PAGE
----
fig3
Figure 3: B-cell differentiation in acute leukemia is not crucially altered by membrane TLR ligation. BM CD34+ cells were purified from ProB-ALL, PreB-ALL, C-ALL, M-ALL, and AML and stimulated with Pam3CSK4 (TLR2 ligand), LPS (TLR4 ligand), Flagellin (TLR5 ligand), and MALP2 (TLR2/6 ligand) agonists for 48 h, followed by a 30 day-stromal cell coculture. Newly produced CD34+ and CD19+ cell fractions were further identified and enumerated by multiparametric flow cytometry (a). Cell frequencies within the culture for both CD34+ cells (b) and CD19+ B-lymphoid cells (c) are shown. ProB-ALL: B-cell precursor ALL with prevalence of CD34+CD10+CD19+ cells; PreB-ALL: B-cell precursor ALL with prevalence of CD3CD10+/−CD19+ cells; C-ALL: congenital ALL; M-ALL: mixed ALL; AML: acute myeloid leukemia.
fig4
Figure 4: TLR9 contributes to in vitro production of B cells from mixed acute leukemia, but not from acute lymphoblastic leukemia-derived precursor cells. BM CD34+ cells were purified from ProB-ALL, PreB-ALL, C-ALL, M-ALL, and AML and stimulated with Poly(I:C) (TLR3 ligand), PolyU (TLR8 ligand), and CpG-ODN (TLR9 ligand) agonists for 48 h, followed by a 30 day-stromal cell coculture. Newly produced CD34+ and CD19+ cell fractions were further identified and enumerated by multiparametric flow cytometry (a). The indicated gates were used to discriminate cell populations. Cell frequencies within the culture for both CD34+cells (b) and CD19+ B-lymphoid cells (c) are shown. Total numbers of CD19+ recovered cells from each treatment condition were calculated and expressed as yields per input progenitor (d). ProB-ALL: B-cell precursor ALL with prevalence of CD34+CD10+CD19+ cells; PreB-ALL: B-cell precursor ALL with prevalence of CD3CD10+/−CD19+ cells; C-ALL: congenital ALL; M-ALL: mixed ALL; AML: acute myeloid leukemia.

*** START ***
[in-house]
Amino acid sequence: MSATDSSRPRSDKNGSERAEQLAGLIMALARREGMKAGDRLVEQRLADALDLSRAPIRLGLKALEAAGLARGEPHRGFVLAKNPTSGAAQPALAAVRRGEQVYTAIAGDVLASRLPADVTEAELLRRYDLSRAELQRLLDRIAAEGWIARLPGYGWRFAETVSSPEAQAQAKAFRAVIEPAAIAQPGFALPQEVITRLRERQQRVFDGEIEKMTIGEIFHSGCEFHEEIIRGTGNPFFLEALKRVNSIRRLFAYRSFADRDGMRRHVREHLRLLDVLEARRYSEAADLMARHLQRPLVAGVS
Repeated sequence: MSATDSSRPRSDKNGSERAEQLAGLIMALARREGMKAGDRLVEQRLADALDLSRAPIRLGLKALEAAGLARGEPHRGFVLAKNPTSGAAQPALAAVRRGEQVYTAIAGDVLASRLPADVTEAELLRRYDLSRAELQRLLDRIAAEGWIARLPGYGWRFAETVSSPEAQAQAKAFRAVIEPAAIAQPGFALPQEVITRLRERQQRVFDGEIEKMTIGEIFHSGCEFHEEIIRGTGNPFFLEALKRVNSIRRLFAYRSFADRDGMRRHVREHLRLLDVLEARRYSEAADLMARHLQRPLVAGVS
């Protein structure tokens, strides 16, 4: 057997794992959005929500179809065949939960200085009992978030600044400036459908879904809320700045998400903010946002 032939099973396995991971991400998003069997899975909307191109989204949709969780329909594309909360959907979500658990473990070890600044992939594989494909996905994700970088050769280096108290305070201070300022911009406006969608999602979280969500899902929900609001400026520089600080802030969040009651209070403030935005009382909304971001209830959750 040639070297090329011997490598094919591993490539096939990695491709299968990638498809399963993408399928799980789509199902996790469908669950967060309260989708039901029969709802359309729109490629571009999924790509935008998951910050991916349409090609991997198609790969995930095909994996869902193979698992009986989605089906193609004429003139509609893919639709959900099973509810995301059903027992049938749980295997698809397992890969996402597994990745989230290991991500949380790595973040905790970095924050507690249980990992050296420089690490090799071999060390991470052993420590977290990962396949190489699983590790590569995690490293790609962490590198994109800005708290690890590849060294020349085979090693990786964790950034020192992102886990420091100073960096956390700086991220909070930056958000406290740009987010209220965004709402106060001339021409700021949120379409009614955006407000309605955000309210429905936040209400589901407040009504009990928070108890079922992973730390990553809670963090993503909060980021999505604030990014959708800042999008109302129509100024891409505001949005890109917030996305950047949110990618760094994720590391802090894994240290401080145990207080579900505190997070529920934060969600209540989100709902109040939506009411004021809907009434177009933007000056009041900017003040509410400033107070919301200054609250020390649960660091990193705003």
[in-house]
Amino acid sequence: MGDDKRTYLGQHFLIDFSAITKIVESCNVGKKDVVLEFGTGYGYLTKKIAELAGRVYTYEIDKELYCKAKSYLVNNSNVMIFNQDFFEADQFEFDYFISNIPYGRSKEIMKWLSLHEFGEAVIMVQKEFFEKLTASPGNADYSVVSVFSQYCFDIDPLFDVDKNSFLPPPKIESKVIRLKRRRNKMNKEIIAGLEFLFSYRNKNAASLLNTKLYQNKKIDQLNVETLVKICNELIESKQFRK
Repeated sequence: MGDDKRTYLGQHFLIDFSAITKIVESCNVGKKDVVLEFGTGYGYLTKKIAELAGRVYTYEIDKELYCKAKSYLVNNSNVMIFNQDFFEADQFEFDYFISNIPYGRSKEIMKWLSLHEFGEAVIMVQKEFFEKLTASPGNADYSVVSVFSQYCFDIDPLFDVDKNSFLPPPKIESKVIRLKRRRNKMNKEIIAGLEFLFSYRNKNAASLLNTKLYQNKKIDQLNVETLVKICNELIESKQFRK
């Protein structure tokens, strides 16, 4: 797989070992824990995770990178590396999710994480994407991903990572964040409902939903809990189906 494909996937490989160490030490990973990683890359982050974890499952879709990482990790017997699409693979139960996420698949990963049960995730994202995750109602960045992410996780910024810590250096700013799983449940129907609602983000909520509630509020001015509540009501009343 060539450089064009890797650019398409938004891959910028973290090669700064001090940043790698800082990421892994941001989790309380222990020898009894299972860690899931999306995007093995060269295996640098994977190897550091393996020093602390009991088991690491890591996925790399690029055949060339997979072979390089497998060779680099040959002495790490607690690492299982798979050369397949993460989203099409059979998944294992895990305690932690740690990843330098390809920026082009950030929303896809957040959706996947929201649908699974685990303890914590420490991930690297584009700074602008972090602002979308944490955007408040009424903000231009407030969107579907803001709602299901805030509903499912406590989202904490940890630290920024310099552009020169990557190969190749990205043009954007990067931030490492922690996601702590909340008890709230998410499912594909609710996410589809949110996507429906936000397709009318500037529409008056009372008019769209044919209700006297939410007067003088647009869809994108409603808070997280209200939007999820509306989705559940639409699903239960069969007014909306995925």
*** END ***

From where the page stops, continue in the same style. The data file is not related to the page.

In mice, it has been described that TLR2 and TLR4 ligations induce myeloid differentiation, a phenomenon that can also be achieved in humans when hematopoietic progenitors are stimulated with Pam3CSK4 and TLR7/8 ligands [18, 31]. In concordance, at the end of culture, the lymphoid precursors from all lymphoid acute leukemias changed the differentiation profile and produced higher frequencies of CD14-myeloid related cells (Figure 5). As expected, our controlled culture conditions do not promote regular myelopoiesis, and cells from AML BM were not robust in differentiation potential under the effect of these lymphoid environments. Myeloid cultures must be conducted to further evaluate their sensitivity to pathogen components.

fig5
Figure 5: Development of CD14+ cells from lymphoid precursors is promoted by TLR ligation in acute lymphoblastic leukemias. BM CD34+ cells were purified from all investigated acute leukemia subtypes and stimulated with Pam3CSK4 (TLR2 ligand), LPS (TLR4 ligand), Flagellin (TLR5 ligand), MALP2 (TLR2/6 ligand), Poly(I:C) (TLR3 ligand), PolyU (TLR8 ligand), and CpG-ODN (TLR9 ligand) agonists for 48 h, followed by a 30 day-stromal cell coculture. Newly produced CD14+ cells were further identified and enumerated by multiparametric flow cytometry (a). The indicated gates were used to determine cell frequencies within the culture (b). Under these culture conditions, acute myeloid leukemia showed poor differentiation potentials and no apparent influence by TLR exposure. ProB-ALL: B-cell precursor ALL with prevalence of CD34+CD10+CD19+ cells; PreB-ALL: B-cell precursor ALL with prevalence of CD3CD10+/−CD19+ cells; C-ALL: congenital ALL; M-ALL: mixed ALL; AML: acute myeloid leukemia.